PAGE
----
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The Math Of Brewing Coffee Can Model Anesthesia

The Math Of Brewing Coffee Can Model Anesthesia

A new model offers insights into rhythms of brain activity.

Thursday, September 24, 2015 - 16:00

Michael Greshko, Contributor

(Inside Science) -- Mathematics that can describe coffeepots, forest fires and flu outbreaks may also underpin the brain's response to anesthesia, a new study suggests.

The mathematical model of the brain, published in Physical Review Letters, marks the latest attempt to simulate the surprisingly complicated effects of general anesthetics across the brain. Despite modern medicine’s 160-year use of ether, laughing gas and propofol in surgery, researchers still don’t know how exactly they tamp down the back-and-forth between the thalamus -- the brain's hub for sensory information -- and the cortex, the wrinkly outer layer and seat of consciousness.

"It's a medical wonder that we really don’t know the molecular mechanism," said Yan Xu, the vice chairman for basic sciences at the University of Pittsburgh School of Medicine in Pennsylvania, and the senior author of the study.

Researchers can track the amount of activity in the cortex by measuring brain waves, the rhythmic electrical crackles in the brain's outermost nerve cells. A dose of anesthetics caused brain waves to predictably drop off, as activity unsurprisingly ebbs. But how do anesthetics -- which act on individual nerves -- slow down brain waves as a whole?

This isn't an easy question. It's a bit like asking how millions of leaderless ants coalesce and build an anthill. So researchers tried mathematically modeling these patterns in an effort to understand what might be going on. Xu, his student David Zhou and their collaborators started by building a mathematically generic "brain" with a branch of mathematics called percolation theory, which can be used to model everything from sponges’ porosity to flu outbreaks.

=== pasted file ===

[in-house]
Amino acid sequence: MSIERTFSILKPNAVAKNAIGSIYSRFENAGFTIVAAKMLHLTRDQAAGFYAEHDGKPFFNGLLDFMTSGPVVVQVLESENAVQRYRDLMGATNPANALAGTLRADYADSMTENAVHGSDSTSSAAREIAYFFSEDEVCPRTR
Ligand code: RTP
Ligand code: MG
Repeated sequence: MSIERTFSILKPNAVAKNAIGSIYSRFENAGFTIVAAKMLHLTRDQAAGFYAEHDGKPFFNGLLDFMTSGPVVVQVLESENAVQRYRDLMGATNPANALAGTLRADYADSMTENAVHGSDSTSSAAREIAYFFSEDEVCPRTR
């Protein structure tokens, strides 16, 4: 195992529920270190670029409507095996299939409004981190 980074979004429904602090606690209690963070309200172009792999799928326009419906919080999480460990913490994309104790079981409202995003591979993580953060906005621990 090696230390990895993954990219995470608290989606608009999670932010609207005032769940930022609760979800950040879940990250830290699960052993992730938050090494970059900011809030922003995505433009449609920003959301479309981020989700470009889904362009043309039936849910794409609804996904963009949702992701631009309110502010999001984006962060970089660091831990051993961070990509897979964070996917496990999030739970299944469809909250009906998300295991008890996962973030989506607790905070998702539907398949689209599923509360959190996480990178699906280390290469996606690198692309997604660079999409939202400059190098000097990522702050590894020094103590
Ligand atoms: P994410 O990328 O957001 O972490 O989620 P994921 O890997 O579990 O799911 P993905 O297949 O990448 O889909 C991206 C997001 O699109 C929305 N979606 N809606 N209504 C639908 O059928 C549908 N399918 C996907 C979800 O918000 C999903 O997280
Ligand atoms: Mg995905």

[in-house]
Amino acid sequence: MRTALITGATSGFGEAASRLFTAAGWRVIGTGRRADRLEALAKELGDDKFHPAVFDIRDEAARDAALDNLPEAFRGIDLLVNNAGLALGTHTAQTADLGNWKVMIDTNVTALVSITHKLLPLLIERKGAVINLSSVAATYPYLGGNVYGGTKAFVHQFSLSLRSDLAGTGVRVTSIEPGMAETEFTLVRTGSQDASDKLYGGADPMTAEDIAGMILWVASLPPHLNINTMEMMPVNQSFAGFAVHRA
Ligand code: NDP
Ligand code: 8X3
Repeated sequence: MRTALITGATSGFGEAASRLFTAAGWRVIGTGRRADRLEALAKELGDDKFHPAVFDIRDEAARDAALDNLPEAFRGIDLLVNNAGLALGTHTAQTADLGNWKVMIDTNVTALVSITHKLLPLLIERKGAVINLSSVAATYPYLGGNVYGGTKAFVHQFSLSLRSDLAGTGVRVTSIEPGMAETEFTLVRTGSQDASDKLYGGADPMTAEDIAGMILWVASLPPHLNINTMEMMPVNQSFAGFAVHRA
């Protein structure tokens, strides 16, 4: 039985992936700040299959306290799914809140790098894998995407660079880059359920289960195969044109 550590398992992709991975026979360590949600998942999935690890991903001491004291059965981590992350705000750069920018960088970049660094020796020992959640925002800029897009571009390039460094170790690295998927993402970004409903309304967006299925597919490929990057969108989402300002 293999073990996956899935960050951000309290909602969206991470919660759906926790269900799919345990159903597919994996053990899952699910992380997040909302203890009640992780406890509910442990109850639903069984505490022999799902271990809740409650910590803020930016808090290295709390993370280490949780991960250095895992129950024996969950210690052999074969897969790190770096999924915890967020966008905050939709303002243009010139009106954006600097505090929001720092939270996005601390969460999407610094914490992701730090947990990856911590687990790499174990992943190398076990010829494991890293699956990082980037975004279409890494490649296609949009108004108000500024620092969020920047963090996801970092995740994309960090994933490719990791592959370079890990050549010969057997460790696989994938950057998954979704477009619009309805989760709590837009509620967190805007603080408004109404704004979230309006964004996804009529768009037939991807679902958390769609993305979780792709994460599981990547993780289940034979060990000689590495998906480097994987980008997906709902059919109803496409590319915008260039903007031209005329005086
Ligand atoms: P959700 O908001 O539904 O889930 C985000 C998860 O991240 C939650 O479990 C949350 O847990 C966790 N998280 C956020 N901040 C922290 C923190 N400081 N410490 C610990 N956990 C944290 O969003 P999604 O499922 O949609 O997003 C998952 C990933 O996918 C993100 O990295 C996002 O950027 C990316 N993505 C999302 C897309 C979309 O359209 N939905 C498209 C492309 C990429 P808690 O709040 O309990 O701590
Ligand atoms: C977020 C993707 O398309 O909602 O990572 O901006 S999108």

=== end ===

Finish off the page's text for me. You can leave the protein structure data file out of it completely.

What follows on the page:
In essence, the theory assembles a large grid and then lays down some rules about how things move through the grid. In a coffeepot modeled with percolation theory, for example, the coffee grounds constitute a 3-D lattice, and a point in this lattice can be occupied by one of two things: empty space or a solid coffee ground.

In order to brew a cup of joe, water needs to weave its way through the grounds through a continuous path of empty space in the grid. But the odds of this path existing change with how loosely or tightly the coffee grounds are packed. At some happy medium, the coffee grounds just barely let water drip through, sending delicious coffee into the pot below. The mixture of coffee grounds and empty space delicately straddles the gap between no dripping and too much dripping, demarcating a "phase transition" much like that which occurs in liquid water on the cusp of boiling into vapor.

For their percolation model, Zhou and Xu mathematically built a grid of "nerve cells" wired together in layers roughly resembling the structures of the thalamus and cortex. Each "nerve cell" could send signals to others; "remember" the effects of prior signals it had received; and randomly fail to fire.


The researchers' model. Layers of mathematically abstract "nerves" were linked together to mirror the structures of the thalamus and cortex.

Yan Xu and David Mowrey | American Physical Society